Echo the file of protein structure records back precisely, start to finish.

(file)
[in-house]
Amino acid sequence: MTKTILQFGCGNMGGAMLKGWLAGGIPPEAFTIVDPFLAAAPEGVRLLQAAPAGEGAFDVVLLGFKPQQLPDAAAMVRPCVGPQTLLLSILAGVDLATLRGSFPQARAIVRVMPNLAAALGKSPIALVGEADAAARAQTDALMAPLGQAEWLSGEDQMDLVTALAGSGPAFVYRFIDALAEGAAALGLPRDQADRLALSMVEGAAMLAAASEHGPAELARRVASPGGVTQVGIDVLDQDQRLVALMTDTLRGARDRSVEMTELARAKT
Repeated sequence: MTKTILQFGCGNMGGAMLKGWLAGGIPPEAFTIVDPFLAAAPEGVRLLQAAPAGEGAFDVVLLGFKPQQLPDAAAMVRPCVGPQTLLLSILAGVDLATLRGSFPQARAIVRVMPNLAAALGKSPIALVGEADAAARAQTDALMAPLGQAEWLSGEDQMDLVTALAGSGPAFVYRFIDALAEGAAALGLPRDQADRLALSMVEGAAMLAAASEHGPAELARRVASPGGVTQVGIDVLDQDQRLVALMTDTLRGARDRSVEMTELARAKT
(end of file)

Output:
[in-house]
Amino acid sequence: MTKTILQFGCGNMGGAMLKGWLAGGIPPEAFTIVDPFLAAAPEGVRLLQAAPAGEGAFDVVLLGFKPQQLPDAAAMVRPCVGPQTLLLSILAGVDLATLRGSFPQARAIVRVMPNLAAALGKSPIALVGEADAAARAQTDALMAPLGQAEWLSGEDQMDLVTALAGSGPAFVYRFIDALAEGAAALGLPRDQADRLALSMVEGAAMLAAASEHGPAELARRVASPGGVTQVGIDVLDQDQRLVALMTDTLRGARDRSVEMTELARAKT
Repeated sequence: MTKTILQFGCGNMGGAMLKGWLAGGIPPEAFTIVDPFLAAAPEGVRLLQAAPAGEGAFDVVLLGFKPQQLPDAAAMVRPCVGPQTLLLSILAGVDLATLRGSFPQARAIVRVMPNLAAALGKSPIALVGEADAAARAQTDALMAPLGQAEWLSGEDQMDLVTALAGSGPAFVYRFIDALAEGAAALGLPRDQADRLALSMVEGAAMLAAASEHGPAELARRVASPGGVTQVGIDVLDQDQRLVALMTDTLRGARDRSVEMTELARAKT